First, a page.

The USA becomes the third country not to be party to the Agreement after Nicaragua and Syria.
The Paris Agreement is one of the few global accords that have been signed by almost all countries in the world and as the Trump administration withdrew from the landmark agreement about a fortnight ago, American scientists reported that 2016 tallied the second-largest rise in atmospheric carbon dioxide ever recorded.
Carbon dioxide is the "greenhouse" gas scientists say is most responsible for global warming. According to the National Oceanic and Atmospheric Administration, last year's increase in CO2 was nearly double the average pace since measurements began in 1979.
The Paris climate agreement which President Trump withdrew the U.S. from, requires nations to reduce emissions of greenhouse gases to prevent rising global temperatures and as such, reduce impacts of climate change.
Many people are dismayed by the USA withdrawal from the Agreement, with some non-governmental organizations in Tanzania strongly condemning President Trump’s decision as a betrayal to a global cause.
The Country Director for Climate Action Network (CAN Tanzania), Sixbert Mwanga says that the Paris Agreement represents an unprecedented global consensus on an issue ofextreme urgency, a collective agreement by the world’s governments to do what is needed to limitglobal warming to well below 2 degrees Celsius.
The decision to withdraw the U.S. from theAgreement signals that the Trump administration is in total discord with the rest of the world.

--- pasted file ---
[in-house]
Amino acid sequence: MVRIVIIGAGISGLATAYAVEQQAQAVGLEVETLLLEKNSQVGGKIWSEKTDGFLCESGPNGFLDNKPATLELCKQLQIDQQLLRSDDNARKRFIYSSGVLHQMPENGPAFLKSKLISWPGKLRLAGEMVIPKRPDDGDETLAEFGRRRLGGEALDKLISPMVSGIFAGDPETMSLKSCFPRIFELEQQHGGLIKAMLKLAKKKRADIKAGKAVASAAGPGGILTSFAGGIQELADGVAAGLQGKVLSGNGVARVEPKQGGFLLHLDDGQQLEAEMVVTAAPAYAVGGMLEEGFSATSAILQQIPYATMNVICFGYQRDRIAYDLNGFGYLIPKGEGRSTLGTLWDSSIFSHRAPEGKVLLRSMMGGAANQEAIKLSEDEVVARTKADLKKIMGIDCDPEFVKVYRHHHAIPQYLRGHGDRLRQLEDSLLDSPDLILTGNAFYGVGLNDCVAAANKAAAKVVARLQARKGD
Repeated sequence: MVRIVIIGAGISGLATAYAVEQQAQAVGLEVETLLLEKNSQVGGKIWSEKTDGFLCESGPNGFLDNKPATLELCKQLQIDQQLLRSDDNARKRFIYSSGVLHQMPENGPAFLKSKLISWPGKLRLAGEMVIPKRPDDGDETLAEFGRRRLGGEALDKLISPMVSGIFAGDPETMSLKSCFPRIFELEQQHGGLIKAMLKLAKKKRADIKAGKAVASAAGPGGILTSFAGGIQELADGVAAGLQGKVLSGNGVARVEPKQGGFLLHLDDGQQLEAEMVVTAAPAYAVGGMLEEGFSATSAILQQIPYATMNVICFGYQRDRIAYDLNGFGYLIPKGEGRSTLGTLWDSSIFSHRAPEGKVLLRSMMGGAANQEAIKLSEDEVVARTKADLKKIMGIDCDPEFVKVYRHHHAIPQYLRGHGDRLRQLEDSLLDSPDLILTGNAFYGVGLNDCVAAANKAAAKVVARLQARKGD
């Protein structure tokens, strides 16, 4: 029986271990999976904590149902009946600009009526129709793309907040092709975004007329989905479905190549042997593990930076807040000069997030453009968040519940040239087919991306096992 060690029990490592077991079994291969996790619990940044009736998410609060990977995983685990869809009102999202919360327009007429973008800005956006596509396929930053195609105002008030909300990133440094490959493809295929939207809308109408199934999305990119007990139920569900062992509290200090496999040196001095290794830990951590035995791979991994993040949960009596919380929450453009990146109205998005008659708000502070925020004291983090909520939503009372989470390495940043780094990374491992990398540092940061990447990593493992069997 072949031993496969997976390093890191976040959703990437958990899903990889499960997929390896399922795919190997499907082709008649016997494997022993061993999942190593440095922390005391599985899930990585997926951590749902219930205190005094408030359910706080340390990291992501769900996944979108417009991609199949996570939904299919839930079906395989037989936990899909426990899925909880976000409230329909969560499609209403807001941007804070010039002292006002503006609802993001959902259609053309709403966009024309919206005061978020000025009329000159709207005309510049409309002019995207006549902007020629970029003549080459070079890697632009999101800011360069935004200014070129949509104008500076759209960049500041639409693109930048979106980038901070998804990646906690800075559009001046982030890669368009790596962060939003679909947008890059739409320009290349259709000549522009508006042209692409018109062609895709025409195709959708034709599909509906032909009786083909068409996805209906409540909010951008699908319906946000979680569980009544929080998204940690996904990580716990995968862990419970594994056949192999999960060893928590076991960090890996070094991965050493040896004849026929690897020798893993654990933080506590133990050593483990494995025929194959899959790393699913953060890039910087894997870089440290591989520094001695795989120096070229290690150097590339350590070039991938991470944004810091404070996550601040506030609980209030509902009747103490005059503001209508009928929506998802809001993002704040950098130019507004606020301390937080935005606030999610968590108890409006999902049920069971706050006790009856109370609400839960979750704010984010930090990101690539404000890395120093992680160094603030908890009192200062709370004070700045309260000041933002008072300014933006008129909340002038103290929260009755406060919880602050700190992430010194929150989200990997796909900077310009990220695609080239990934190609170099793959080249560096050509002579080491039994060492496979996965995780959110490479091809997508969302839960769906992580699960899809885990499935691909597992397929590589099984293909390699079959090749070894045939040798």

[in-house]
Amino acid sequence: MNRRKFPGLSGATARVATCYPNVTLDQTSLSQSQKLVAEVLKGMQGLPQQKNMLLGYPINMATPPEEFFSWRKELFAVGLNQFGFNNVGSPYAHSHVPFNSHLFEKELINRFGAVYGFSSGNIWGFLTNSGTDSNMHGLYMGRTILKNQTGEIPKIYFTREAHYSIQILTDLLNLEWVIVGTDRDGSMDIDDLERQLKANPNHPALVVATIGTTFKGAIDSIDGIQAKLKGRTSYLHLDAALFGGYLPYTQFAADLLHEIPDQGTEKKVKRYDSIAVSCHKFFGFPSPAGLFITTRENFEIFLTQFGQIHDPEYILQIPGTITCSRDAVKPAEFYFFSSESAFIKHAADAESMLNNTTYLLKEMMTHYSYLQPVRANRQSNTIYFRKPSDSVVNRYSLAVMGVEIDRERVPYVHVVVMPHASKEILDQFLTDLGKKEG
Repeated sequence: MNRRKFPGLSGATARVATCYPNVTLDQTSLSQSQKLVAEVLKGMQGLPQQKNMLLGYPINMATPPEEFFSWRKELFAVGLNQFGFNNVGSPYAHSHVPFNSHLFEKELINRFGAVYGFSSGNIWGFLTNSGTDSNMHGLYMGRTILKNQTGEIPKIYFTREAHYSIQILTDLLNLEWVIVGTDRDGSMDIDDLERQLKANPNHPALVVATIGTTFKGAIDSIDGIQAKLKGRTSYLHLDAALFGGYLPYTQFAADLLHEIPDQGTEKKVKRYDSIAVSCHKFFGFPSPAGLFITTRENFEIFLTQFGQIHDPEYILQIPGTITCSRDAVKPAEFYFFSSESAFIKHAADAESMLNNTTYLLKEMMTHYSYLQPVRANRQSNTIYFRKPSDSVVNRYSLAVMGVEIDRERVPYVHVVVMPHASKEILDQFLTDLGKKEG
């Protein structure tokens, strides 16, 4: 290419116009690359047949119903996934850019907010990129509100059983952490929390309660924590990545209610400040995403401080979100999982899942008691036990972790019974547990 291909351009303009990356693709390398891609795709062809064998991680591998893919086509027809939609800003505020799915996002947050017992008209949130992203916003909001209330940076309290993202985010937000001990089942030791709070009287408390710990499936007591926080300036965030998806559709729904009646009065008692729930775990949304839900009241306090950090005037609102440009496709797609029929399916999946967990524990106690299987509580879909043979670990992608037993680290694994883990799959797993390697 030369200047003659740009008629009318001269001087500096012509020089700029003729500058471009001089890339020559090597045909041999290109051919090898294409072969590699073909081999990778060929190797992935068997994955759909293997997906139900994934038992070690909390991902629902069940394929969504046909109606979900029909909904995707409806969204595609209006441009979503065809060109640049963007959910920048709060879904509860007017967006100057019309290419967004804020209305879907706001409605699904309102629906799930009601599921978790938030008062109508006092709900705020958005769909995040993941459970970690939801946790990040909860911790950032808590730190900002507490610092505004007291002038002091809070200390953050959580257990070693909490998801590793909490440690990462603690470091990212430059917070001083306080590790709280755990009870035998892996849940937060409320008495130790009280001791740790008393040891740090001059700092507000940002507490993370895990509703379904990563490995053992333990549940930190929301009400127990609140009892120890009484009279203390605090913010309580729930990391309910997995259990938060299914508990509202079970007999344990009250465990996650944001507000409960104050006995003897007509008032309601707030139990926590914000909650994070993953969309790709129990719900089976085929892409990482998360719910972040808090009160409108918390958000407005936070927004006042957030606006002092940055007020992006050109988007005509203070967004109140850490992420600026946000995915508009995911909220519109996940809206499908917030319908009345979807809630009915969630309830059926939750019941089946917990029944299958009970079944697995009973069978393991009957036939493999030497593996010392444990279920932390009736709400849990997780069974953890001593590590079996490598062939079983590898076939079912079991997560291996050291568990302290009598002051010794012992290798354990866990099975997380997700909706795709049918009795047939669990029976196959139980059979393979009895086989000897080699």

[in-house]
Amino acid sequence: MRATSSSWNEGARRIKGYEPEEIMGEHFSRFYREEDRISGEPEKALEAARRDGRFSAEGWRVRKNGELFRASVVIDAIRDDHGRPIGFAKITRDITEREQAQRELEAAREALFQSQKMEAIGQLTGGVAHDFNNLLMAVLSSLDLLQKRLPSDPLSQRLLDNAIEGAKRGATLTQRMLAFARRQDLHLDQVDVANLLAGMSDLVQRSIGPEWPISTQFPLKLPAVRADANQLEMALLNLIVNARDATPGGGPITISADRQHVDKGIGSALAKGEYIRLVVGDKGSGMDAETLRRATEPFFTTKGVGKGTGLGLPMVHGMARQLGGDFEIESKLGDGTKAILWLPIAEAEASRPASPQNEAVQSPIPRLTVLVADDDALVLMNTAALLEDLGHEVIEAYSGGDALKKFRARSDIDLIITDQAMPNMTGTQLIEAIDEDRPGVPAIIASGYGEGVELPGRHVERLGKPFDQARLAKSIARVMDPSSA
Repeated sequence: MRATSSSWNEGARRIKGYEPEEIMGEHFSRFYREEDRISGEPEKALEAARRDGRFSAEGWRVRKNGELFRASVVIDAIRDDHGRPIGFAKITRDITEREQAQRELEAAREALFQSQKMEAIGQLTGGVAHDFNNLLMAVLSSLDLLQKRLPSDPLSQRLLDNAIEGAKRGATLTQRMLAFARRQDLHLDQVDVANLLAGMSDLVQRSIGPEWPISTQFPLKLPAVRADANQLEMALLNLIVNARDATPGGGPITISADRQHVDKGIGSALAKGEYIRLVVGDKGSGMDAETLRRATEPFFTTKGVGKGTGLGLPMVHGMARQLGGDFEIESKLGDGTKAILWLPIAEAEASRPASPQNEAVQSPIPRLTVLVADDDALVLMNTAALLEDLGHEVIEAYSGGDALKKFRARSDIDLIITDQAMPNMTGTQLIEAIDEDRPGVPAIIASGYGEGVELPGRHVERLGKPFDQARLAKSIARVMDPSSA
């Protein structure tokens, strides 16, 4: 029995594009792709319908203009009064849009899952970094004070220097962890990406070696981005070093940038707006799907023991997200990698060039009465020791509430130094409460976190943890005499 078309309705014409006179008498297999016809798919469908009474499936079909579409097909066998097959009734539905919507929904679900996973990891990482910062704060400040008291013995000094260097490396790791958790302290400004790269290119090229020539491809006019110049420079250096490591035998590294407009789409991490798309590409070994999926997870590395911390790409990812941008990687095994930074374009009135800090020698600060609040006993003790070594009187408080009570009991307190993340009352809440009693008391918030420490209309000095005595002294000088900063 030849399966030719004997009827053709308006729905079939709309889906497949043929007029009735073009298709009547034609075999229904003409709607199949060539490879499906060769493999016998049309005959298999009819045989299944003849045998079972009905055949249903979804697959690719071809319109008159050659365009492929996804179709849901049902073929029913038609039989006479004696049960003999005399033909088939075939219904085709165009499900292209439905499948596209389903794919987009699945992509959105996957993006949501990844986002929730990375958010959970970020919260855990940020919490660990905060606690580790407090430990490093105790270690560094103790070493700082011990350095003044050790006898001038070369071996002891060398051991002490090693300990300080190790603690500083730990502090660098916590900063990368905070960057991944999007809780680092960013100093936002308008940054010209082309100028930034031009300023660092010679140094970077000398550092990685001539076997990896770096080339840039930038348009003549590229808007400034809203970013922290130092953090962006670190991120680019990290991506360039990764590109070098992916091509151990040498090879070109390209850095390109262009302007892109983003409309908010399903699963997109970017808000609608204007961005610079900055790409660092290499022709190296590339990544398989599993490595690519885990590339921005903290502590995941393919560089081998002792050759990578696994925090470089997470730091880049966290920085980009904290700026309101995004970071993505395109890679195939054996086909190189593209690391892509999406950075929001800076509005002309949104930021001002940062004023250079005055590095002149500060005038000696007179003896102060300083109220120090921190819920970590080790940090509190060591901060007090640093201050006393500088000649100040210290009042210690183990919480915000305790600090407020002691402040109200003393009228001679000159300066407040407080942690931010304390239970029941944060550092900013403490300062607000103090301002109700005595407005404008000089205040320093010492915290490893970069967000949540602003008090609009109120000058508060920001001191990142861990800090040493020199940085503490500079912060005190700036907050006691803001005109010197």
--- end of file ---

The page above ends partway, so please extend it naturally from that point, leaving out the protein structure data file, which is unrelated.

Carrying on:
“President Trump’s about-turn on the Paris accord should serve as a wakeup call for Africans to start taking climate change into their own hands. If those that pollute the world’senvironment are not willing to step up and help clean it, we Africans must roll up our sleeves and do it ourselves.” said Kaddu Sebunya, President of the African Wildlife Foundation.
Many developing countries including Tanzania depend on U.S. funds to help them finance climate action andadapt to the impacts they are already experiencing from climate change. Many of these countries,and the global institutions built to direct funds to them, will feel the pain of Trump’s promises toslash climate funding. However, this is an area where other countries will have to move in to fill the gap.
"Available climate data show that in the future climate change impacts will be more severe and livelihoods for the poor will be affected badly. This is why weare very much concerned about Trump’s decisions towards Paris Agreement. We welcome strongand united statements and voices from all other world leaders that they remain committed to their pledges, goals, policies and actions to reduce emissions.
This is because, unlike the view of the current US administration,scientists over the world see the Paris Agreement as an engine for green growth and jobs,” says Mr. Mwanga, adding that Tanzania stands to gain a lot from the Paris Agreement.